Virata Parvam Movie Review: Sai Pallavi, Rana Daggubati's captivating acts and climax make it a decent film
Sai Pallavi's glorious performance is the only thing that keeps the love story from seeming farcical and flimsy.
Cast: Sai Pallavi, Rana Daggubati and others
Director: Venu Udugula
Run-Time: 151 minutes
Right off the bat, the audience member watching 'Virata Parvam' is inundated with received wisdom and platitudes. "Only two days are meaningful in life: The day we were born and the day we discover why we were born," Vennela (Sai Pallavi) is told by her father. The quote used to be a terrific viral E-mail in the early days of the Internet. Then there is the revolutionary poetry from the Maoist leader Ravanna (Rana Daggubati), whose lines brim with explosive sincerity but which have lost their vigour because of the endless use of the borrowed lingo in both folk traditions and pop culture.
Director Venu Udugula actually reserves the weighty portions for the final act. There is something melancholic about the touching climax. But even this stretch could have been many times more heartrending had Ravanna's character not been an underwritten one. He has to verbalize something by screaming at the top of his lungs. We get that he is a Maoist. But why make Maoism all about blazing poetry, Laal Salaam-ing, and loud declamations/denouncements?
The story is Vennela's. As such, 'Virata Parvam' is the most heroine-centric story revolving around Naxal warfare and the state's pushback. Vennela falls in love with Ravanna after reading his banned literature in secrecy. She starts imagining a life with him - a life in the war-torn forest.
For Vennela, Ravanna is a mythic figure who deserves the kind of worshipping Mirabai afforded Lord Krishna. She is a compulsive romantic who takes to romanticized Naxalism in a predictable turn of events. 'Virata Parvam' would have been an excusable film had the confrontation scenes between the Maoists and the police been the ONLY unimaginative segments. Thankessly, even the staging of Vennela's surreal love for Ravanna is shorn of poetic imagination. Sai Pallavi's glorious performance is the only thing that keeps the love story from seeming farcical and flimsy.
There is an air of frenzy about Vennela's unreal love affair with a man who doesn't know about her existence. This man is supposed to have an imposing presence even when he is not seen on the screen. The theatricalness of this idea deserved a smattering of exceptional writing. Vennela's evolution from an ordinary girl into a rare lover girl should have seemed believable. But it ends up seeming quite plain and basic. Even Vennela's will and ability to fight in deathly situations are not convincing.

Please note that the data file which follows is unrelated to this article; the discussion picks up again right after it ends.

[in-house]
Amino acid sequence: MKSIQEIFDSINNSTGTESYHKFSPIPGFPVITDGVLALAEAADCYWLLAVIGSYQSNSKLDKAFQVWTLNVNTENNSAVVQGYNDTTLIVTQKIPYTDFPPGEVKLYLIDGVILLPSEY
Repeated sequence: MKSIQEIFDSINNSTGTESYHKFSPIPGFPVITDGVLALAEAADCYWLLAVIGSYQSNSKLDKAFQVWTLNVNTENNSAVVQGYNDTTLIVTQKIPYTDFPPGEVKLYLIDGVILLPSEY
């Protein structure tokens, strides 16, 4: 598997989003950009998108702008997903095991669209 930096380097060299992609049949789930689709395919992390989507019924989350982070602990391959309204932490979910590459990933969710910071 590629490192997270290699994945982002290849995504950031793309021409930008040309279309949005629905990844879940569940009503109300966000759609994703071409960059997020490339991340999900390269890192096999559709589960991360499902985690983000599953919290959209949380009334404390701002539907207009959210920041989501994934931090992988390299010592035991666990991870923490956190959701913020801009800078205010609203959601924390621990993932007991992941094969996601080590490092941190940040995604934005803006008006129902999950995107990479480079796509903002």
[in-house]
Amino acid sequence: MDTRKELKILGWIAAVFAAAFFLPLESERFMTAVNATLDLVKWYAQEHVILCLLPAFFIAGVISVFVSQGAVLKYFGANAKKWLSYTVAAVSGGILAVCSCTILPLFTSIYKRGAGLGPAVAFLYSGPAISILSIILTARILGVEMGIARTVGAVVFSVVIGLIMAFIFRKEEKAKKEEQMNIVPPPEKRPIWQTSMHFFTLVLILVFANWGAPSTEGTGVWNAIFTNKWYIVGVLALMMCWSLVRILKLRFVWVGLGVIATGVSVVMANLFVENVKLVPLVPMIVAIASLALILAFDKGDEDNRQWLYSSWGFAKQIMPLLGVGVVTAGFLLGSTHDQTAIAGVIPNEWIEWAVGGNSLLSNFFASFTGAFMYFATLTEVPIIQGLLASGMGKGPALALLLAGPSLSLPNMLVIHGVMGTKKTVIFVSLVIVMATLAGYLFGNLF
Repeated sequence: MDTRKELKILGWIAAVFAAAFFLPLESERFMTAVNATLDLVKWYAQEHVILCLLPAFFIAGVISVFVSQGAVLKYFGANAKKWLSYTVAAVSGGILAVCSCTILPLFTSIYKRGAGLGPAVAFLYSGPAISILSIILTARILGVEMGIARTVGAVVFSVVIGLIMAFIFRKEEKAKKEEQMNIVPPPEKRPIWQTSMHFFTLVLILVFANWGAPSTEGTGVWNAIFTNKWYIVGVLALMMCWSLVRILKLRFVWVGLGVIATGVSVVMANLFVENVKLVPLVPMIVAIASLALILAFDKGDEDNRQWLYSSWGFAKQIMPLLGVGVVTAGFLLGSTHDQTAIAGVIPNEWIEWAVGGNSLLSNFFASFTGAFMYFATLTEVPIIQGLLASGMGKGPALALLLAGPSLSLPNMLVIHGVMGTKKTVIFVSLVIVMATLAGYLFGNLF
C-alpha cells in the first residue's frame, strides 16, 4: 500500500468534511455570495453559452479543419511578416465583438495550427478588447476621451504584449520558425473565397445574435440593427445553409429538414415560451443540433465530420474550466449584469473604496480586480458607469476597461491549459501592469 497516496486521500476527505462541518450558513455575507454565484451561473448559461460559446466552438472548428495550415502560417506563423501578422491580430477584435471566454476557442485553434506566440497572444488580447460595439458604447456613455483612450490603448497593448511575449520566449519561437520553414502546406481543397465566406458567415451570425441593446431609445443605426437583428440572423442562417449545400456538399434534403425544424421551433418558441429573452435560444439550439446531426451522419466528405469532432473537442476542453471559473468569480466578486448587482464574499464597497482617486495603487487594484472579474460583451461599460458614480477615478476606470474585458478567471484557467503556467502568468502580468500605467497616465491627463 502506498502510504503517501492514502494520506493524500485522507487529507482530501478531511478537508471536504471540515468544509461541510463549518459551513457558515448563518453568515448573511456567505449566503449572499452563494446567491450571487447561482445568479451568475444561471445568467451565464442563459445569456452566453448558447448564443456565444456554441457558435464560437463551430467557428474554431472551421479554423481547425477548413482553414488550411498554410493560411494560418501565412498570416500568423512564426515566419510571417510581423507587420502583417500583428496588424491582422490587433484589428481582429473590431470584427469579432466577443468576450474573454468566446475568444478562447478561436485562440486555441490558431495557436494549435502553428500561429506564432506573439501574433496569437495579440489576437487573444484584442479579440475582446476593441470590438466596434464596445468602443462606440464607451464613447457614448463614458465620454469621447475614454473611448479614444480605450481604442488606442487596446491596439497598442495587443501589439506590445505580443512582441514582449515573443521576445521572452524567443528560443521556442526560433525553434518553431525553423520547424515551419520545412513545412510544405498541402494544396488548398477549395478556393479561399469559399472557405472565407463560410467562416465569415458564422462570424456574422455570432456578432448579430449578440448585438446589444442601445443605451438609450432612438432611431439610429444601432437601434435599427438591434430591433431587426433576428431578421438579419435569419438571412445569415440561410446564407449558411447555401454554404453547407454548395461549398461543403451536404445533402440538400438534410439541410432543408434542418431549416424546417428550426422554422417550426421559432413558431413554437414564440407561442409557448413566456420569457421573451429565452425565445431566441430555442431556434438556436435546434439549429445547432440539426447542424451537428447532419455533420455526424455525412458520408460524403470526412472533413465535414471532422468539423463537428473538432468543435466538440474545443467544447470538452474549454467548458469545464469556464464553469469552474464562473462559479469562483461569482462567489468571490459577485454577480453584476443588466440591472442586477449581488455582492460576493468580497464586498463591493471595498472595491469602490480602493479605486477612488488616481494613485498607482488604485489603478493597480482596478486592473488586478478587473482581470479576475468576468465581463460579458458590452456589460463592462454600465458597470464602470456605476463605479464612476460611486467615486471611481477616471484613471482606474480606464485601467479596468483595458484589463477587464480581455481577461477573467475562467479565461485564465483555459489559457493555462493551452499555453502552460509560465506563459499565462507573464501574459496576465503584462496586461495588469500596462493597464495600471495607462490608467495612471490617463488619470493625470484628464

The clashes between the radicals and the cardboard cops are bereft of visual highs. Themes like custodial violence, police torture, and constant surveillance of suspects/villagers are repeated ad nausem. In an unintentionally funny scene, a top cop (played by Banerjee) introduces Mahabharata's Virata Parvam to his boss in the middle of a meeting meant to brainstorm an anti-Maoist strategy. Guess why he does that? To tell him about the need to enlist a spy. The boss surely never attended the police training academy.
The film has this tendency to seem pretentious about vocabulary about or around Maoists. Terms like 'state phobia' are used with the glee of a student who is reading about radicals for the first time. But these are minor flaws compared to how Ravanna, on one occasion, is made to look like he needs life lessons from Vennela. Doesn't Vennela love him because he is perfect?
Nandita Das' character adds something to the plot but Zarina Wahab's mother character will be remembered more for the hyper-emotional scene she has with her son. Naveen Chandra and Priyamani are okayish but it is Sai Chand who steals the show among the supporting artists. The film has some terrific cinematography. The BGM is good enough.